Jews in Arab Countries During the Shoah
USC Shoah Foundation is partnering with the American Sephardi Federation and other organizations to undertake the Sephardi and Mizrahi Jewish Testimony Collection, a new initiative to document the Sephardi and Mizrahi experience during World War II and the Holocaust.
Jews have lived in the Arab countries of North Africa and the Middle East—Algeria, Egypt, Iraq, Lebanon, Libya, Morocco, Syria, Tunisia, and Yemen—since biblical times. In 1939, more than 850,000 Jews lived in these countries; now there are just 26,000, as most Sephardi and Mizrahi Jews were forced to flee their native countries.
“The experiences of the Sephardi and Mizrahi communities in North Africa and the Middle East that were impacted either directly or indirectly by Nazi ideology and its policies during World War II and the Holocaust are not well known,” says Jacqueline Semha Gmach, project director for the Sephardi and Mizrahi Jewish Testimony Collection.
Many informational sources exist concerning the events that led up to and resulted in the Holocaust, but they primarily deal with the experiences of the Jews of Europe. Documentation is sparse or not easily accessible on the plight of the Sephardi and Mizrahi Jews living in North Africa and the Middle East during the war. Each of these communities suffered persecution and hardships at the hands of the Nazi occupiers or governments that were Nazi sympathizers. Their lives were severely disrupted by the events of World War II and the Nazis’ desire to eradicate Jewish people. USC Shoah Foundation currently has collected some 1,000 testimonies from Sephardi Jews from countries outside of North Africa and Arab lands in its Visual History Archive.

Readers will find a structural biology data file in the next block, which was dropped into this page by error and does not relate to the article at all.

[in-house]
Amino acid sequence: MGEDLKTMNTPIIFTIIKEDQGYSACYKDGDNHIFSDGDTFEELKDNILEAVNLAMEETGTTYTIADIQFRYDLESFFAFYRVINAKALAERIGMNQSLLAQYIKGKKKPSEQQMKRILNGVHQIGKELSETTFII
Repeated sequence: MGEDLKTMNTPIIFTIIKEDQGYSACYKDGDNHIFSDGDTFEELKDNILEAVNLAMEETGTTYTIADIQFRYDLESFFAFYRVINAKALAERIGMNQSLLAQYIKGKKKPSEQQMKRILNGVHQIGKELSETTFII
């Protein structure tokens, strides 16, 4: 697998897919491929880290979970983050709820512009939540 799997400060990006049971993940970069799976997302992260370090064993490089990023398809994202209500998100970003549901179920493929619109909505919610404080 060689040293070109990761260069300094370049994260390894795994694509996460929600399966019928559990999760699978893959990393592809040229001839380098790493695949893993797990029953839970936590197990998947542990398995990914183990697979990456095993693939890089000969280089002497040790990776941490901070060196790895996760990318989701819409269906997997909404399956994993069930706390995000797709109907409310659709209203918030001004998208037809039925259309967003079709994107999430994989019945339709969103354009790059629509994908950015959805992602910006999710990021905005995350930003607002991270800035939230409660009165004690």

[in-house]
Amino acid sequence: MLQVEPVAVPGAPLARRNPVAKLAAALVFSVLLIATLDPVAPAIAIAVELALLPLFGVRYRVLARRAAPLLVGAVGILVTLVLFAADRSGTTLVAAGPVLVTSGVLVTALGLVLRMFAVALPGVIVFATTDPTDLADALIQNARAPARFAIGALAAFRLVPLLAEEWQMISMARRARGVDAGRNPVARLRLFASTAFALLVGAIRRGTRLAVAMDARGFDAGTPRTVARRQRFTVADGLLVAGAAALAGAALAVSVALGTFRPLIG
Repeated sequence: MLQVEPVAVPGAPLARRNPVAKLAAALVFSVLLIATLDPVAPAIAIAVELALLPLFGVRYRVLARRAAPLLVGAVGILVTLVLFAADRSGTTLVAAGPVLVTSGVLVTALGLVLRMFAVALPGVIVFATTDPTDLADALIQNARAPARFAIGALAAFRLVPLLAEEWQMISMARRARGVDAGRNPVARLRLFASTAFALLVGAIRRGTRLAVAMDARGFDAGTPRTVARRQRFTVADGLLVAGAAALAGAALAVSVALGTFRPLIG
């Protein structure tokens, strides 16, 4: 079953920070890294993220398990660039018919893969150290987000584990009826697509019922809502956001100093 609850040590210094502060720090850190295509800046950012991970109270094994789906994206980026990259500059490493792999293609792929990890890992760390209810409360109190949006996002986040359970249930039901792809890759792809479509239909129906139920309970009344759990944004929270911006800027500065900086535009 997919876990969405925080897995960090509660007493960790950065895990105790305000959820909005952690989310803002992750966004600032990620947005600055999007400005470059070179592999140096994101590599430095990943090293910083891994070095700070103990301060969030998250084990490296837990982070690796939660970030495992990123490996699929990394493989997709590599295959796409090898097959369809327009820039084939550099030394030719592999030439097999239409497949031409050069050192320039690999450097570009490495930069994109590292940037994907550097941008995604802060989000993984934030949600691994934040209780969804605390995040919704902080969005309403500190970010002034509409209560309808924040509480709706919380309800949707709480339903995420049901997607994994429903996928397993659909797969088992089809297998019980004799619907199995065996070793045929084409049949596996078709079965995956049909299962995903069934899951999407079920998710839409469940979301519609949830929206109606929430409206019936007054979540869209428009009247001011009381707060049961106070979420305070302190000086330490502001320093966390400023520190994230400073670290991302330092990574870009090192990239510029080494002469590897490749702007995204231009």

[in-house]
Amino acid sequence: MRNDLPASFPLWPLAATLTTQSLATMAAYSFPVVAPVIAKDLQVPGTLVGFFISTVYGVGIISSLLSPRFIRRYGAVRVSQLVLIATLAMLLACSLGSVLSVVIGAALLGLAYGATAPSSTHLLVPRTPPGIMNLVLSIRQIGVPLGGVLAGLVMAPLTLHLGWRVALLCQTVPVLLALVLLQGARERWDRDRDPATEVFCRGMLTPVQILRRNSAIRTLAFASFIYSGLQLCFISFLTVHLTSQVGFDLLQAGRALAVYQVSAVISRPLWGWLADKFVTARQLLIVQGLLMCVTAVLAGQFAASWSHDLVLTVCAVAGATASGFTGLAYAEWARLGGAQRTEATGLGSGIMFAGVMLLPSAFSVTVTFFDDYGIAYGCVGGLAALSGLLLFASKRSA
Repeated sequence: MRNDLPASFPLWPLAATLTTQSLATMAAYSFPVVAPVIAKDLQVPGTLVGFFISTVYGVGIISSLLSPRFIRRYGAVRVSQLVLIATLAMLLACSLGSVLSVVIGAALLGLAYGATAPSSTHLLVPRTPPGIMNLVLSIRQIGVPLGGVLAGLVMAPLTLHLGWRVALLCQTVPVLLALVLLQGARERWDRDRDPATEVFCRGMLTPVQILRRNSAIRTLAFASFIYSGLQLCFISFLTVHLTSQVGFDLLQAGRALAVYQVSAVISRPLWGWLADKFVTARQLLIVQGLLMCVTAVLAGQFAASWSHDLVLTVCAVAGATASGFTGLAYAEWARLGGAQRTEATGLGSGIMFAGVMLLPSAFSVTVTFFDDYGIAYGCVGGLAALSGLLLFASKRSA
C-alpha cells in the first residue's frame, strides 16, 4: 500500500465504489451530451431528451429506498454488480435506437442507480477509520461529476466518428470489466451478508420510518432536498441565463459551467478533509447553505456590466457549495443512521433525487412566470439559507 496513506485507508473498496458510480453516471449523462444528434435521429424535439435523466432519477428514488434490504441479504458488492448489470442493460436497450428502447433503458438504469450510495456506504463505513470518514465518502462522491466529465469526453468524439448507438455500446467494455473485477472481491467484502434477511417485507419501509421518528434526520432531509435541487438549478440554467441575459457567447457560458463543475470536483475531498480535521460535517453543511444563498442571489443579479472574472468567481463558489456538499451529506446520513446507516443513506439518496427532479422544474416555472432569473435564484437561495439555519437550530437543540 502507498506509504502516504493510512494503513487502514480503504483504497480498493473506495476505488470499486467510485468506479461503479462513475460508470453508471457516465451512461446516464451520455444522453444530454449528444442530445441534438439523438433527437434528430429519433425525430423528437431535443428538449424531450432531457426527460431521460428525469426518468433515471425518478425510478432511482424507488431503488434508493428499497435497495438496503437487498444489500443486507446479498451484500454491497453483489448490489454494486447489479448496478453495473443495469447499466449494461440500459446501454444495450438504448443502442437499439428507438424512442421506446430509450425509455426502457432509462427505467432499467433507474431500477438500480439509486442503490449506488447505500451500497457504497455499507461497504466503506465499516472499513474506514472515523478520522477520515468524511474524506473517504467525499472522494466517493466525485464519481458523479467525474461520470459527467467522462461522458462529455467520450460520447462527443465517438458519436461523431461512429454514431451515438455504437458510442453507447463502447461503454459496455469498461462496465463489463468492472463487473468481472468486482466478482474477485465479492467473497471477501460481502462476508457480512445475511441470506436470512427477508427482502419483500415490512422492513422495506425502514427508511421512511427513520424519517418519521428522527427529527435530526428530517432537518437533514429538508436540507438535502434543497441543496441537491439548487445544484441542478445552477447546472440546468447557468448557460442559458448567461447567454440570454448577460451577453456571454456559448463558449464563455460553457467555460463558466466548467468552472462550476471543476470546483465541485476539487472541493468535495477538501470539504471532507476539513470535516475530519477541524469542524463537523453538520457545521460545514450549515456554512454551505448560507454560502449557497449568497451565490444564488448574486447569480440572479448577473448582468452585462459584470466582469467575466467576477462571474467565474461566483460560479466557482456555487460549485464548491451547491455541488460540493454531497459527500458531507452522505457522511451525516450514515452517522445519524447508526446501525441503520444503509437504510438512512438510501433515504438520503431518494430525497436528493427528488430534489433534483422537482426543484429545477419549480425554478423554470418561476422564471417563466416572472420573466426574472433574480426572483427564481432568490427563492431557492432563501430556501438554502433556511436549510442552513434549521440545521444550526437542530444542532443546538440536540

“Despite these testimonies within the Visual History Archive,” says Stephen Smith, USC Shoah Foundation executive director, “there are still many untold stories of Jews who lived in North Africa and other Arab countries during World War II. The inclusion of their life histories in the Visual History Archive will help future generations understand the global impact and scale of Nazi ideology and its policies.”
The first two interviews for the Sephardi and Mizrahi Jewish Testimony Collection—Eva Boukris Weisel from Tunisia and Batia Cohen Goldman from Iraq—are in the process of recording in California in May 2013. USC Shoah Foundation is currently raising funds to record additional life stories with survivors from North Africa and other Arab countries. The goal is to chronicle their personal histories of life before, during, and after World War II.
USC Shoah Foundation will make the Sephardi and Mizrahi Jewish Testimony Collection available through its Visual History Archive to advance scholarship and research, to provide resources and online tools for educators, and to disseminate the testimonies for educational purposes.
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